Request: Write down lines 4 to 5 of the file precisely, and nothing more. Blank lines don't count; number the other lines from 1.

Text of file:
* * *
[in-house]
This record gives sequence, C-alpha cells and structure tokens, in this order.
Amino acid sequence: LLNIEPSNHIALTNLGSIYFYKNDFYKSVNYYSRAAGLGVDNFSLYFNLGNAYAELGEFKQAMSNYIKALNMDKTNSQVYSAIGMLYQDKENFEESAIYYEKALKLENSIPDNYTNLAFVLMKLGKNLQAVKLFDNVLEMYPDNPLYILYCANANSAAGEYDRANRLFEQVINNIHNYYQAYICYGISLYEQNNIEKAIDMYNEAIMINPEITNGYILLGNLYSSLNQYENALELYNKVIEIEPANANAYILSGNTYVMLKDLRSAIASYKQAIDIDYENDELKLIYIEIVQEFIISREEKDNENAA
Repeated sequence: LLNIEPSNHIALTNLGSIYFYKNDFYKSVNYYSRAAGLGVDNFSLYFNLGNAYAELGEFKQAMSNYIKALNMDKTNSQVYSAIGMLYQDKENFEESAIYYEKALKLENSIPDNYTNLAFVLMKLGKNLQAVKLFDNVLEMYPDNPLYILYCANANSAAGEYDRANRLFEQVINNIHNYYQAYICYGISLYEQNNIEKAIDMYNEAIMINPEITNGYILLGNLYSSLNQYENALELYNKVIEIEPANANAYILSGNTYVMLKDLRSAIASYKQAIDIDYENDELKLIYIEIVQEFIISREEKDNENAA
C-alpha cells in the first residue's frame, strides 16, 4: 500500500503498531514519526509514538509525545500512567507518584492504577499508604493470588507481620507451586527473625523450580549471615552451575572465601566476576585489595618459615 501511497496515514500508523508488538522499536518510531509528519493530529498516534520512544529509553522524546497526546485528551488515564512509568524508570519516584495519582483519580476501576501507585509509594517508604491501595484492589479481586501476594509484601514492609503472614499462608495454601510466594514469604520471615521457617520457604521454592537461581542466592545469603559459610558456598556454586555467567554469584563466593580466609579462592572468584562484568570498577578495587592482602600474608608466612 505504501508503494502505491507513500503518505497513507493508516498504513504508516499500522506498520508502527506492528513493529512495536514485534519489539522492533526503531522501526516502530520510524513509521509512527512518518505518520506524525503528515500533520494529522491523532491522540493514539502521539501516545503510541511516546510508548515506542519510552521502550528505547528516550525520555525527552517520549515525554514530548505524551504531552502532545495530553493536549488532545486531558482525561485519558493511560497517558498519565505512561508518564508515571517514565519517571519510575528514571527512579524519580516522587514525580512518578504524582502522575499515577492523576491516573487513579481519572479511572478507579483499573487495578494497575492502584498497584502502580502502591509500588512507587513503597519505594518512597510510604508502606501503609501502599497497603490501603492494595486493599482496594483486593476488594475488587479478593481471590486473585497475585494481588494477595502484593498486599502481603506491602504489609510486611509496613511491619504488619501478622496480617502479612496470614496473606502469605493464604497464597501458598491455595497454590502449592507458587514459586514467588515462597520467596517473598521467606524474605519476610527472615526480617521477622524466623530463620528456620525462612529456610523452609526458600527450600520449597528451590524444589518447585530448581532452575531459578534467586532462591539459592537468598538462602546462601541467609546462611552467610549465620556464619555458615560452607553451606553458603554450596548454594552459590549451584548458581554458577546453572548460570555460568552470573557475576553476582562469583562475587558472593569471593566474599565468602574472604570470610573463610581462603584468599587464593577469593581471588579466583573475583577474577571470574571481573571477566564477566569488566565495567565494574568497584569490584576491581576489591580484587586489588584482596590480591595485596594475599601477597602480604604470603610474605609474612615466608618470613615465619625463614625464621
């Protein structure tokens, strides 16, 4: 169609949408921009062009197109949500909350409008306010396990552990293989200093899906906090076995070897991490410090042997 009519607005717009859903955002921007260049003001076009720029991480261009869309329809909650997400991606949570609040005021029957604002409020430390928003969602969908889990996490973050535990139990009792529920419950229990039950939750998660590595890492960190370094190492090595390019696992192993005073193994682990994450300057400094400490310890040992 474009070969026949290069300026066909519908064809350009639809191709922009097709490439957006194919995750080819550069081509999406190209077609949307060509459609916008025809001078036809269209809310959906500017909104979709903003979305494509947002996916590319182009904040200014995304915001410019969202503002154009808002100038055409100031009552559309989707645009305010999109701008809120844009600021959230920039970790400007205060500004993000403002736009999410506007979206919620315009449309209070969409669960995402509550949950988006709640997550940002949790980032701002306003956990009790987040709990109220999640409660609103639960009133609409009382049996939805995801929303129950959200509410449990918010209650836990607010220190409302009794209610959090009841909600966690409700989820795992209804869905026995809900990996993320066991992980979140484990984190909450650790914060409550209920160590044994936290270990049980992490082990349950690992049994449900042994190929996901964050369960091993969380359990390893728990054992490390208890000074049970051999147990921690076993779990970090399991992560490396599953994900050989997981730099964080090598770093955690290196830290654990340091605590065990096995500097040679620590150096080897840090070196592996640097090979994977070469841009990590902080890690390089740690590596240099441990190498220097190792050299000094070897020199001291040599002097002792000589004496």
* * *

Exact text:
Repeated sequence: LLNIEPSNHIALTNLGSIYFYKNDFYKSVNYYSRAAGLGVDNFSLYFNLGNAYAELGEFKQAMSNYIKALNMDKTNSQVYSAIGMLYQDKENFEESAIYYEKALKLENSIPDNYTNLAFVLMKLGKNLQAVKLFDNVLEMYPDNPLYILYCANANSAAGEYDRANRLFEQVINNIHNYYQAYICYGISLYEQNNIEKAIDMYNEAIMINPEITNGYILLGNLYSSLNQYENALELYNKVIEIEPANANAYILSGNTYVMLKDLRSAIASYKQAIDIDYENDELKLIYIEIVQEFIISREEKDNENAA
C-alpha cells in the first residue's frame, strides 16, 4: 500500500503498531514519526509514538509525545500512567507518584492504577499508604493470588507481620507451586527473625523450580549471615552451575572465601566476576585489595618459615 501511497496515514500508523508488538522499536518510531509528519493530529498516534520512544529509553522524546497526546485528551488515564512509568524508570519516584495519582483519580476501576501507585509509594517508604491501595484492589479481586501476594509484601514492609503472614499462608495454601510466594514469604520471615521457617520457604521454592537461581542466592545469603559459610558456598556454586555467567554469584563466593580466609579462592572468584562484568570498577578495587592482602600474608608466612 505504501508503494502505491507513500503518505497513507493508516498504513504508516499500522506498520508502527506492528513493529512495536514485534519489539522492533526503531522501526516502530520510524513509521509512527512518518505518520506524525503528515500533520494529522491523532491522540493514539502521539501516545503510541511516546510508548515506542519510552521502550528505547528516550525520555525527552517520549515525554514530548505524551504531552502532545495530553493536549488532545486531558482525561485519558493511560497517558498519565505512561508518564508515571517514565519517571519510575528514571527512579524519580516522587514525580512518578504524582502522575499515577492523576491516573487513579481519572479511572478507579483499573487495578494497575492502584498497584502502580502502591509500588512507587513503597519505594518512597510510604508502606501503609501502599497497603490501603492494595486493599482496594483486593476488594475488587479478593481471590486473585497475585494481588494477595502484593498486599502481603506491602504489609510486611509496613511491619504488619501478622496480617502479612496470614496473606502469605493464604497464597501458598491455595497454590502449592507458587514459586514467588515462597520467596517473598521467606524474605519476610527472615526480617521477622524466623530463620528456620525462612529456610523452609526458600527450600520449597528451590524444589518447585530448581532452575531459578534467586532462591539459592537468598538462602546462601541467609546462611552467610549465620556464619555458615560452607553451606553458603554450596548454594552459590549451584548458581554458577546453572548460570555460568552470573557475576553476582562469583562475587558472593569471593566474599565468602574472604570470610573463610581462603584468599587464593577469593581471588579466583573475583577474577571470574571481573571477566564477566569488566565495567565494574568497584569490584576491581576489591580484587586489588584482596590480591595485596594475599601477597602480604604470603610474605609474612615466608618470613615465619625463614625464621